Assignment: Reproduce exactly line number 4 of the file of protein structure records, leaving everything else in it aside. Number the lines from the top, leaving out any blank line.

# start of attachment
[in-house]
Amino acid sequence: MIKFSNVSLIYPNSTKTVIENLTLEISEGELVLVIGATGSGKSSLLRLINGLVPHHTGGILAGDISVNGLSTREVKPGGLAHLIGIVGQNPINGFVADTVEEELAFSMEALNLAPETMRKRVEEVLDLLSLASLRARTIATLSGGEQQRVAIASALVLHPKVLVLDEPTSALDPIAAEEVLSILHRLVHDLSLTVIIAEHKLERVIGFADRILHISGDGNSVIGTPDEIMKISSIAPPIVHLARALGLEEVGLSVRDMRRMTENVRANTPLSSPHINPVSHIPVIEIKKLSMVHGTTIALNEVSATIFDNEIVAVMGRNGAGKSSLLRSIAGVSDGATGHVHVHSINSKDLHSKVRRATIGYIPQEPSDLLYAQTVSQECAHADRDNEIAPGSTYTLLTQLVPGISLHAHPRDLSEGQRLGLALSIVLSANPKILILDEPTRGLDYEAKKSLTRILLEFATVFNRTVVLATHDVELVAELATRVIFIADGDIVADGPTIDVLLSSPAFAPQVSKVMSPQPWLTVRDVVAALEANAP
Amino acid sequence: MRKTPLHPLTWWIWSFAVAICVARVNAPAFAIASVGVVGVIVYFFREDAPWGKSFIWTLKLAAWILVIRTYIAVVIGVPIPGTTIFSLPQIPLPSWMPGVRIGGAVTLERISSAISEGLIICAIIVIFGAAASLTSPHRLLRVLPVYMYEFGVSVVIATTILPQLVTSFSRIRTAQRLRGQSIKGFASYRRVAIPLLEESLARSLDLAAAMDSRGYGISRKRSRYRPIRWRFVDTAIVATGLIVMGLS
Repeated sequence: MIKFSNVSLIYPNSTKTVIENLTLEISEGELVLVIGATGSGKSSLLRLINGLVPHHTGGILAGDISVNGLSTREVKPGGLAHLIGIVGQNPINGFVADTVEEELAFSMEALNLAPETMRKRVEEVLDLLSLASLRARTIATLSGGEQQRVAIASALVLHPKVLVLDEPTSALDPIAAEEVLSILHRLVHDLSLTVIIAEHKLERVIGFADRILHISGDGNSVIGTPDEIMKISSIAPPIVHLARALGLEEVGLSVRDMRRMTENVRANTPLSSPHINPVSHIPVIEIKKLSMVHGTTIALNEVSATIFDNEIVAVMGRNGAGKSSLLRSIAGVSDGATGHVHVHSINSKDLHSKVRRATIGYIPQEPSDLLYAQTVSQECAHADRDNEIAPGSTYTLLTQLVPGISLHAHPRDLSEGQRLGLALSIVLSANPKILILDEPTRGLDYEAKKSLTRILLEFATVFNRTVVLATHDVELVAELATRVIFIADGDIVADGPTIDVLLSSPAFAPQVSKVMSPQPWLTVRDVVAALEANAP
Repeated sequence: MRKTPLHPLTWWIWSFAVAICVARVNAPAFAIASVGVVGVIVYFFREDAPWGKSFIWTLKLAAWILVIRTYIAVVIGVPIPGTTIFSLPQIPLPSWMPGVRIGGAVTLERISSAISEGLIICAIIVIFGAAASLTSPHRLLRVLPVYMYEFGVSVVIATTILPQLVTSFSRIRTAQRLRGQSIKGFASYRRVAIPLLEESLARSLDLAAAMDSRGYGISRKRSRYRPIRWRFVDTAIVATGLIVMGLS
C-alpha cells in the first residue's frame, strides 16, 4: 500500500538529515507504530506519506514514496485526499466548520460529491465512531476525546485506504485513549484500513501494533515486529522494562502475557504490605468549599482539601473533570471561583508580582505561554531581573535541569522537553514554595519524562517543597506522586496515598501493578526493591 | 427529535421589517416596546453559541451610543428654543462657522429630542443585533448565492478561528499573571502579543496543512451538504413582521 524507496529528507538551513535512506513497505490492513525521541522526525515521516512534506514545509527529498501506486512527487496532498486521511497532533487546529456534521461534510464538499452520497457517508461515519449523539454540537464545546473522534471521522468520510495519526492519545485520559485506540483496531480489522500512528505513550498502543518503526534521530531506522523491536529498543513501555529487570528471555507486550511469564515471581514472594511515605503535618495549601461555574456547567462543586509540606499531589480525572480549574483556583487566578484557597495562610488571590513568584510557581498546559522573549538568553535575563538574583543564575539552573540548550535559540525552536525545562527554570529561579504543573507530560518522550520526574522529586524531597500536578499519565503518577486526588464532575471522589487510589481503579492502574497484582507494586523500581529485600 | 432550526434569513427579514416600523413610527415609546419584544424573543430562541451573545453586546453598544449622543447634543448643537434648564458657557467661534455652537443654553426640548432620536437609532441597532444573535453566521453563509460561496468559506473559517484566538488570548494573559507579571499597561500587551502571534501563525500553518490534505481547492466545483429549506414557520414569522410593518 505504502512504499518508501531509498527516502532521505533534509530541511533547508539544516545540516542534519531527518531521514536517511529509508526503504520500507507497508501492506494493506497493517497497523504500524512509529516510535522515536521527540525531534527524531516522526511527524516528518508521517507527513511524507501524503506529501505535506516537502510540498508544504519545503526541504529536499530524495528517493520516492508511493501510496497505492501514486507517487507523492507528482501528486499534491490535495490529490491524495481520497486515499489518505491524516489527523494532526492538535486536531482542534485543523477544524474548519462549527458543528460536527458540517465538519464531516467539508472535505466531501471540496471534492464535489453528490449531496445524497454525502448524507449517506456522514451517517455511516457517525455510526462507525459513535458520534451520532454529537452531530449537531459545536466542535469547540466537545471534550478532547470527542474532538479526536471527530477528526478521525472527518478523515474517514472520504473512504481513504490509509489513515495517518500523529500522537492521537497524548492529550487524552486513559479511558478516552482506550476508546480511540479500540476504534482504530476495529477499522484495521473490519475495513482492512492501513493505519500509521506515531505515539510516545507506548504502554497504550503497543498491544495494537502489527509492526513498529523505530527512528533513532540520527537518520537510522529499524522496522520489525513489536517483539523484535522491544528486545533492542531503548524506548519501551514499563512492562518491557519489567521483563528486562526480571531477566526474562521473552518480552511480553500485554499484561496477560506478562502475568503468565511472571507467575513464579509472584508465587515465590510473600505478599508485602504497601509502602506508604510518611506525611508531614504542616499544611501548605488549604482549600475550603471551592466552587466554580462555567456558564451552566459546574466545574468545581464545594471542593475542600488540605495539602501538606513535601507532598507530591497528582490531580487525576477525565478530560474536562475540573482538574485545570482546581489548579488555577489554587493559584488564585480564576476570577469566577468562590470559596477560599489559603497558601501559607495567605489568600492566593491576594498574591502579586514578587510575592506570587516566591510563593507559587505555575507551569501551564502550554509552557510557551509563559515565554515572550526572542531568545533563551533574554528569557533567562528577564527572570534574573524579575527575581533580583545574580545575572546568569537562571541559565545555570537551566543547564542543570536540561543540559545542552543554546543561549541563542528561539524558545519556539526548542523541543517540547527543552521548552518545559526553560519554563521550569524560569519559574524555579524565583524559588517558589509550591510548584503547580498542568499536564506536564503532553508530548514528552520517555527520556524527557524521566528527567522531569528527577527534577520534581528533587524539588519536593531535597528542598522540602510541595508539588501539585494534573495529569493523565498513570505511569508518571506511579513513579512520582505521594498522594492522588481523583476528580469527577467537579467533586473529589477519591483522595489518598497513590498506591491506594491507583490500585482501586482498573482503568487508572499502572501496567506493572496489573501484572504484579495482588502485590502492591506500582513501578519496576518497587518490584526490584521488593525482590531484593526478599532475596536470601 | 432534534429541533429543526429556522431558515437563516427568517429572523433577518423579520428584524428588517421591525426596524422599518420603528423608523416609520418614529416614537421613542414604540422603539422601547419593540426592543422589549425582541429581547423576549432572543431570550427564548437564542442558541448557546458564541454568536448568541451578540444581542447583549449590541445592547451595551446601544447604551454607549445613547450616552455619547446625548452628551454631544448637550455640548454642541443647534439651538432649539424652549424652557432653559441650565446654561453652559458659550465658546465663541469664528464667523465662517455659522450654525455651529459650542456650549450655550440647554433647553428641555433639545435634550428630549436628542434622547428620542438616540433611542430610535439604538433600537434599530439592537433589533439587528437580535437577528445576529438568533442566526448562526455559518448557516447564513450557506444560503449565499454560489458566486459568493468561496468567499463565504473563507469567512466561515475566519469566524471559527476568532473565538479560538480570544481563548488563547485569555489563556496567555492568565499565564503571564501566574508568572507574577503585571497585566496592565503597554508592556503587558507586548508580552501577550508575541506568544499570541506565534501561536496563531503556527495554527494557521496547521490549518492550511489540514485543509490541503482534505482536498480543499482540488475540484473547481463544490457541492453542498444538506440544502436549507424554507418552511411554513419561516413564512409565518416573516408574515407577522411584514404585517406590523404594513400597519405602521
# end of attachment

Repeated sequence: MIKFSNVSLIYPNSTKTVIENLTLEISEGELVLVIGATGSGKSSLLRLINGLVPHHTGGILAGDISVNGLSTREVKPGGLAHLIGIVGQNPINGFVADTVEEELAFSMEALNLAPETMRKRVEEVLDLLSLASLRARTIATLSGGEQQRVAIASALVLHPKVLVLDEPTSALDPIAAEEVLSILHRLVHDLSLTVIIAEHKLERVIGFADRILHISGDGNSVIGTPDEIMKISSIAPPIVHLARALGLEEVGLSVRDMRRMTENVRANTPLSSPHINPVSHIPVIEIKKLSMVHGTTIALNEVSATIFDNEIVAVMGRNGAGKSSLLRSIAGVSDGATGHVHVHSINSKDLHSKVRRATIGYIPQEPSDLLYAQTVSQECAHADRDNEIAPGSTYTLLTQLVPGISLHAHPRDLSEGQRLGLALSIVLSANPKILILDEPTRGLDYEAKKSLTRILLEFATVFNRTVVLATHDVELVAELATRVIFIADGDIVADGPTIDVLLSSPAFAPQVSKVMSPQPWLTVRDVVAALEANAP